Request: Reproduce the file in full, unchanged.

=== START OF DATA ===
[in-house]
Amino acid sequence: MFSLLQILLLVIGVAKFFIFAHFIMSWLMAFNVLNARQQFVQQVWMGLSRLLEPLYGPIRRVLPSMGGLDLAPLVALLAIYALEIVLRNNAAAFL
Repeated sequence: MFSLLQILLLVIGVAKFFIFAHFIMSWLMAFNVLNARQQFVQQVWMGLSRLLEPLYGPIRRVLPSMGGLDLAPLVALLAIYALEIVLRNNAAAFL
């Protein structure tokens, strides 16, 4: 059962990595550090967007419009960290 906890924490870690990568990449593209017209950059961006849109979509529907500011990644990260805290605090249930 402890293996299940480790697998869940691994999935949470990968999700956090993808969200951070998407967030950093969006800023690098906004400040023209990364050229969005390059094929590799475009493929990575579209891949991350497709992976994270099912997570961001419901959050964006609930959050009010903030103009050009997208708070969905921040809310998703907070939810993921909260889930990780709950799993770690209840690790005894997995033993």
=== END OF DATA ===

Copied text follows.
[in-house]
Amino acid sequence: MFSLLQILLLVIGVAKFFIFAHFIMSWLMAFNVLNARQQFVQQVWMGLSRLLEPLYGPIRRVLPSMGGLDLAPLVALLAIYALEIVLRNNAAAFL
Repeated sequence: MFSLLQILLLVIGVAKFFIFAHFIMSWLMAFNVLNARQQFVQQVWMGLSRLLEPLYGPIRRVLPSMGGLDLAPLVALLAIYALEIVLRNNAAAFL
């Protein structure tokens, strides 16, 4: 059962990595550090967007419009960290 906890924490870690990568990449593209017209950059961006849109979509529907500011990644990260805290605090249930 402890293996299940480790697998869940691994999935949470990968999700956090993808969200951070998407967030950093969006800023690098906004400040023209990364050229969005390059094929590799475009493929990575579209891949991350497709992976994270099912997570961001419901959050964006609930959050009010903030103009050009997208708070969905921040809310998703907070939810993921909260889930990780709950799993770690209840690790005894997995033993």